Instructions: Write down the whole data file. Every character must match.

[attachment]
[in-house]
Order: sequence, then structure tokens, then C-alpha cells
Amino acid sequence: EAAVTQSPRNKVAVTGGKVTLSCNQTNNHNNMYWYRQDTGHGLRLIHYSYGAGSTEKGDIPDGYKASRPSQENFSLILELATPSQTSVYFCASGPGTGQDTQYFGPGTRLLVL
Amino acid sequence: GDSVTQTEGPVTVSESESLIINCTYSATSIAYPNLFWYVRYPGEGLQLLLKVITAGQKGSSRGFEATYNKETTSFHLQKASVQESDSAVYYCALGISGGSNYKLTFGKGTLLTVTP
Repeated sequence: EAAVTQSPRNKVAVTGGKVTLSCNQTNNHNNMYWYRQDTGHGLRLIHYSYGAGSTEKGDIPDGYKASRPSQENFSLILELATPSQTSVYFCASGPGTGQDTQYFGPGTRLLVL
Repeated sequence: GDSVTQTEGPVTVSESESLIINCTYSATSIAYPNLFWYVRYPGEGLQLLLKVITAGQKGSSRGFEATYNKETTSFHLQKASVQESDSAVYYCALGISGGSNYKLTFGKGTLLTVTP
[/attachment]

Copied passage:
[in-house]
Order: sequence, then structure tokens, then C-alpha cells
Amino acid sequence: EAAVTQSPRNKVAVTGGKVTLSCNQTNNHNNMYWYRQDTGHGLRLIHYSYGAGSTEKGDIPDGYKASRPSQENFSLILELATPSQTSVYFCASGPGTGQDTQYFGPGTRLLVL
Amino acid sequence: GDSVTQTEGPVTVSESESLIINCTYSATSIAYPNLFWYVRYPGEGLQLLLKVITAGQKGSSRGFEATYNKETTSFHLQKASVQESDSAVYYCALGISGGSNYKLTFGKGTLLTVTP
Repeated sequence: EAAVTQSPRNKVAVTGGKVTLSCNQTNNHNNMYWYRQDTGHGLRLIHYSYGAGSTEKGDIPDGYKASRPSQENFSLILELATPSQTSVYFCASGPGTGQDTQYFGPGTRLLVL
Repeated sequence: GDSVTQTEGPVTVSESESLIINCTYSATSIAYPNLFWYVRYPGEGLQLLLKVITAGQKGSSRGFEATYNKETTSFHLQKASVQESDSAVYYCALGISGGSNYKLTFGKGTLLTVTP